Instacart Ads

Premium Placements on the Digital Shelf

Instacart

Instacart

Feb 10, 2021

In this article we talk about the digital shelf, compare the similarities between it and the physical shelves in brick-and-mortar stores, and reveal some insights on consumer behavior which debunk an early eCommerce myth that the digital shelf made all products equally visible.

Let’s start with what we mean when we talk about the digital shelf. This is the online or digital space where products ‘sit’. The Instacart Marketplace displays products on the search results page when consumers search for a product, in departments and aisles as consumers browse their favorite grocery retailer, and on the ‘your items’ list, a collection of products the consumer could be interested in based on their past purchases — all examples of a digital shelf.

Whether the consumer accesses the Instacart Marketplace over the web, or they use our mobile app, they can browse, discover, and purchase products from these digital shelves. With more than 700 million product listings, Instacart represents a comprehensive digital grocery catalog, and Instacart Ads offers brands big and small an opportunity to reach and attract consumers in the digital aisles.

In a physical store, brands use product placement, packaging, and endcap grouping strategically. If we think about the experience of a consumer on a specific trip occasion — ingredients for taco night — she goes to her physical grocery store and walks through the different aisles and looks on various shelves to find the ingredients. She’ll see many products, some of which she isn’t shopping for — the taco shells could be beside different wraps and flatbreads, the cheese between milk and yogurt. Some products will be more noticeable than others — products on endcaps, placed on the shelves in her sightline, or simply those she encounters first can all catch her eye more effectively than similar products without the advantageous placement.

Since most of these considerations revolve around the physical placement of products on shelves in brick-and-mortar commerce, the massive growth of eCommerce heralded a new idea: that products were equally visible online.

With no physicality, one brand of chocolate ice cream was as visible to another when consumers search for chocolate ice cream. Different brands of chocolate ice cream would match the search ‘chocolate ice cream’ equally so they’d all show up on a digital shelf, the search results page, for everyone to see.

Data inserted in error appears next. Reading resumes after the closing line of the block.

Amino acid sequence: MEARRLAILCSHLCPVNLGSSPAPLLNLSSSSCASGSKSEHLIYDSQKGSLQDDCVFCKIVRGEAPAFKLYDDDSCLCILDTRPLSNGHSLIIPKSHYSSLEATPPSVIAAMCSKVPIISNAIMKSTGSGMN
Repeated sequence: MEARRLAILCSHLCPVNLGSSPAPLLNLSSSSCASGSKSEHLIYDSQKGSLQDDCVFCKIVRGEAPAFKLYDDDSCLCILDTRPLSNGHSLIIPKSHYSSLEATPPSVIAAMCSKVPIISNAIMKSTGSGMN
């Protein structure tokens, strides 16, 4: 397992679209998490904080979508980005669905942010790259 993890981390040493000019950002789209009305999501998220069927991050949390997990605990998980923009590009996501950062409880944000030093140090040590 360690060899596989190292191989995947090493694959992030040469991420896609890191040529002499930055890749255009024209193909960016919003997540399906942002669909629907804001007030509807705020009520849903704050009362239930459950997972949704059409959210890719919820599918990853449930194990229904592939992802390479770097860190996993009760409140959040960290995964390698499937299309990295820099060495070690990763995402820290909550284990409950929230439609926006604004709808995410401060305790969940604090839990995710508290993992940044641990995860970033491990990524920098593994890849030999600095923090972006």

Conclusions were drawn about what this parity meant for brands. Without restrictions on product placement — on which brands got the endcap or the best sightlines — brands of any size could compete without the barrier to entry. They could be right ‘beside’ the big brands on this digital shelf. And big brands could present products from all their brands or varieties within a product, all at once; so a new potato chip flavor could be rolled out without interfering with the product placement of their best-sellers.

In a sense, this is true. If you go on any popular eCommerce platform and search for a product to buy, it can return everything it finds that matches your search, in dozens or hundreds of pages of search results. Products are treated equally insofar as they are all returned in the search results, if they match the search term.

But how many times do any of us even scroll down a list of search results? Or navigate to the next page of results and the page after that? Does anyone, when shopping, review every page of search results?

It’s this behavior which debunks the myth of product parity. Of the idea that product placement only matters for products on the shelves at brick and mortar stores. That there is no premium digital shelf space.

There is.

Just like physical shelves have premium spots and product placement matters, so do digital shelves. Brands need to get their products at the top of search results, because that’s where consumers are shopping and buying.

In fact, on the Instacart Marketplace, ads in the top 3 placements of paid search account for nearly 40% of all clicks on search results. That means that 40% of the time consumers click on any search result, they’re clicking on one of the first three products, which are paid placements. The click through rate (CTR) of those top 3 placements is ~20% higher than the next top 3 slots of organic search results.

Advertise with us to get in front of consumers when they’re searching for products like yours on the Instacart Marketplace. For more information and to get started, visit ads.instacart.com.

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